• A journey of a thousand miles starts with one step. The first goal is to get started. Once the first step is taken, there are hundreds of tiny victories that eventually build up to a massive accomplishment. So remember to set long-term goals but also create smaller, more simple milestones that will keep you moving in the right direction. This will keep you motivated because you’ll feel good about each small victory and look forward to the next.
      • Goal setting is actually pretty difficult. A lot of us just want to set a goal, try moving towards it, not thinking of the sheer size of the goal or time it may take. This mentality may result in a loss of motivation. Many people are short-sighted and lose track of their goals because of work, school, and family. So take some time to set the ultimate goal, then backwards plan from there. Keep each step simple, something that you can easily do. For example, if your goal is to get a better job some easy goals may be: enroll in school, take one or two classes or certificates, open up a monster.com account, or start revising your résumé, etc.

4. Don’t be rigid with your goals.
Don’t give up just because you failed once.

    • Many people defeat themselves when it comes to change. I hear this all the time, “ I messed up yesterday on my diet so I’ll start again on Monday” and its only Tuesday. Sometimes people use failure as an excuse to put their goals off. Don’t use one messup as an excuse to put off who you want to be. My advice is as soon as you can refocus and continue. You should not start over. If you can’t look past your mistakes and you put things off, you will never accomplish anything. Harsh dose of truth is you’re going to fail many times in life but the difference will come when you push past the obstacles and keep your eyes focused on success.
      • Very little explaining is necessary here. Basically if you mess up you can’t continue to mess up. When you fall, stand up , wipe that dirt off you shoulder, recompose yourself, refocus yourself and attempt to limit actions that go against what your goals are. The worst way to go forward is by going backwards or staying still.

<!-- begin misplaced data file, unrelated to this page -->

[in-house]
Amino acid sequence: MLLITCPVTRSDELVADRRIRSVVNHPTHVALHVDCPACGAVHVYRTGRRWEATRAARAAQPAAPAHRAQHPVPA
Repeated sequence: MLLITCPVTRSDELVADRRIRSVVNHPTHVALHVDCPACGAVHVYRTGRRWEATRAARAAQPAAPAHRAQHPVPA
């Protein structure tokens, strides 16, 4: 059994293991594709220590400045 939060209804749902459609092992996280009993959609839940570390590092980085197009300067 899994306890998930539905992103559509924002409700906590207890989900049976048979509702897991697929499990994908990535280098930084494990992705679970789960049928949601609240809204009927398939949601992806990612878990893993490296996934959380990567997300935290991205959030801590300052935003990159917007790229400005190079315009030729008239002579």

5. Use your strength to overcome your weakness.
Think outside the box. 

    • If you focus more on the good things in life then you might forget about doing the bad things.
    • Utilize something you’re good at to create a better environment for success.

6. Use your resources.
Don’t reinvent the wheel. 

    • There’s a reason why you put yourself into a situation where you had to make a resolution. Utilize your resources: ask your friends, consult an expert, ask your family for advice. Google is not the only place to search and it is not always accurate. Remember that two brains, in most situations, are better then one. Asking someone for help might give you a different perspective on the problem.
      • Every single decision I make I want to make sure I am not re-inventing the wheel. So I ask friends, family and co-workers for advice. Even if they don’t know sometimes they can offer a different perspective or approach that may lead down the path of success.

7. Don’t buy into the hype.
There aren’t any magic pills

    • Remember, depending on how old you are you have most likely developed whatever habit you’re trying to kick for most of your life. That means years of creating bad or undesirable habits. Don’t think that in just one month of telling yourself this is the year, you will finally make it happen. It takes time to change and even more time to change permanently. There are no magic cures, no single response, no simple “duct tape can fix it all answer.” Expect things to take time. Expect them to be hard. Expect to feel uncomfortable. Expect to have a little bit of failure. But ultimately expect to accomplish your goal.
      • So be patient. Be disciplined. Be optimistic. Whatever you do, don’t give up on yourself or the people around you. Even if you want to give up think about those who see you as a role model. Set a good example of discipline, determination, and hard work.
I wish all of you good luck in all the challenges you undertake this year.
(CPT, CES, PES, WMS, HKC)